My Tu BiShvat Pandemic Freakout Tale
I had never really thought much about Tu BiShvat and the ancient Jewish connection to trees. Growing up, dinner discussion was about landlords, not about connection to the land. Part of the legacy of Jews like me who grow up renters in urban settings – I’m from Washington Heights in New York City – is that we aren’t handy. My experiences didn’t lead me to think of the external world as changeable. It simply was. Before the pandemic, one of my biggest accomplishments was to be the first person in my family (that I knew of) to own a home.
But somehow during the pandemic, I, a completely non-handy urban Jew wound up building an office in my backyard from found wood and discovering my own reverence for trees and the revival of nature.
I live on a hill in Berkeley, and my uphill neighbor asked if I would cut down some trees on my property. My wife is a garden teacher and we care about trees, so I initially said no. But we found out that something called the “bark beetle” was plaguing old Monterey Pines like the ones lining the back of my property, and I could see one was dying. Upon inspection, four trees were infected and would have to come down.
I re-engaged with the neighbor who wanted the trees gone and agreed to allow the trees to be cut down on the condition that the arborist (a fancy name for the “tree guy”) would let me know what he did with the trees. This coincided with “remote learning,” which for this parent of a 6 and 8 year olds was synonymous with “shit show.” I fault no one. But the noise in our house was reaching an unsustainable level, and I couldn’t get anything done. I didn’t realize it at the time, but I had some vague sense that maybe this tree project was connected to an escape hatch I knew I needed from the pandemic stress. After talking to the arborist, I got the story about what he did with the trees: most of the wood that isn’t usable for building or burning is mulched. But any wood that is usable – redwood, cedar, and oak in Northern California are what comes to mind – were brought to the tree guy’s crazy friend Darrel. Something made me ask for Darrel’s number.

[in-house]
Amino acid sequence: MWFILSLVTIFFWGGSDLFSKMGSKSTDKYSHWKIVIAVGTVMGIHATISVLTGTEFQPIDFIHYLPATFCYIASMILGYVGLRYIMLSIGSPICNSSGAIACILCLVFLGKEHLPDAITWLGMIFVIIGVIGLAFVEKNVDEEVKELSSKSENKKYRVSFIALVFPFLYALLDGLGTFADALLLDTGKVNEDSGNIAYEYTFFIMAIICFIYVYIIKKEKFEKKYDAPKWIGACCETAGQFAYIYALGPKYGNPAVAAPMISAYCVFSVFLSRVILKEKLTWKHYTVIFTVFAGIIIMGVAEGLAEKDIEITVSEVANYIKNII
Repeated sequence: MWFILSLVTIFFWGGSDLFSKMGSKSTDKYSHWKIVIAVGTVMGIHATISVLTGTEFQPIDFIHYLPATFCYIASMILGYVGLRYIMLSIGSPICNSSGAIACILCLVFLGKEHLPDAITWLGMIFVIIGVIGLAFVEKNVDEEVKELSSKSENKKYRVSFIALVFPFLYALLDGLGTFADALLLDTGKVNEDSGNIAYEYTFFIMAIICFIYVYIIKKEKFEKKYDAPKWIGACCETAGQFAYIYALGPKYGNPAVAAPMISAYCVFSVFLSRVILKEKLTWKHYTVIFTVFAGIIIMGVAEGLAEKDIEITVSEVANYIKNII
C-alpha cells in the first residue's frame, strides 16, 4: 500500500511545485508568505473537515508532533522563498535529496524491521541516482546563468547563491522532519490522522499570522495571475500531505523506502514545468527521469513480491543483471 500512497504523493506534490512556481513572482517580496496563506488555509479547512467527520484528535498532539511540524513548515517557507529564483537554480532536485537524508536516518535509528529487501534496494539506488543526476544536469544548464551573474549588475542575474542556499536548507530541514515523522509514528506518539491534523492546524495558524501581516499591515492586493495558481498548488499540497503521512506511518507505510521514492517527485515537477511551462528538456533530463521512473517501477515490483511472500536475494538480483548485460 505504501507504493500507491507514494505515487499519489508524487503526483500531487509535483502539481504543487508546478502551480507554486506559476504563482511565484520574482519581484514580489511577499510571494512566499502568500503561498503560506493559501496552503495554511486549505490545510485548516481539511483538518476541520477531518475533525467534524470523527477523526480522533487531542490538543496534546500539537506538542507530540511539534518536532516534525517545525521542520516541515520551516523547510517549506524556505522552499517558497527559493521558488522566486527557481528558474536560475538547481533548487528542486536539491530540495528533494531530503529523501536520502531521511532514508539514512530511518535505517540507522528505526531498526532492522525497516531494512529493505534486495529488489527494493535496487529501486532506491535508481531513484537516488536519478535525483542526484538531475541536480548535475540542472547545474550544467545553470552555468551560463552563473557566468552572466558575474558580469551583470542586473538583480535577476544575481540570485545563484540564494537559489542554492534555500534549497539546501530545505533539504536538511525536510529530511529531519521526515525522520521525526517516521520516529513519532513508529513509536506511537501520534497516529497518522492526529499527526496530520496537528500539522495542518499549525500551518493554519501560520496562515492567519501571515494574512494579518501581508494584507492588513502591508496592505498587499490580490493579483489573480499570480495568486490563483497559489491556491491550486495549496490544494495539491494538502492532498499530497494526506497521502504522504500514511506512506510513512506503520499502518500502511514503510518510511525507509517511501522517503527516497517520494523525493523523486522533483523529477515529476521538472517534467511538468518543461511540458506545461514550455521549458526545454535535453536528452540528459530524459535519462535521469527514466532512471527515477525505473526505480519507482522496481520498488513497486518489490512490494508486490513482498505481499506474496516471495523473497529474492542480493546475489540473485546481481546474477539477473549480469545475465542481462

It took me a few months of calling before Darrel responded. He had five acres of “undeveloped land” in El Sobrante, and said I could come out and check it out. I went, and it was wild: Somewhere between 2 – 4 school buses with people living in them were spread out on the property, and various iterations of something the various squatters/builders/ residents kept calling “natural building” experiments were going on. Lying all over the place were logs – some from the tree guy, others from various other places, and all with a story.
It was this that struck me, the lifetime of stories ingrained in the wood. One was a beautiful redwood that had been leaning over in front of an elder care center and was removed for safety reasons. So sad that it had been cut down with all the memories it held. But there was something thrilling about it making its way to Darrel’s property where he could give it a second, useful life. But what? There were big logs, small logs, straight logs, curved logs. Many of them were sliced into rounds; some were sliced into long board-like slabs. They looked like nothing to me at first. I really had to train myself to see the logs not as trash. But as Darrel talked about the beauty of a tree and the characteristics of the wood in loving ways, I slowly started to see it and appreciate the stories in them.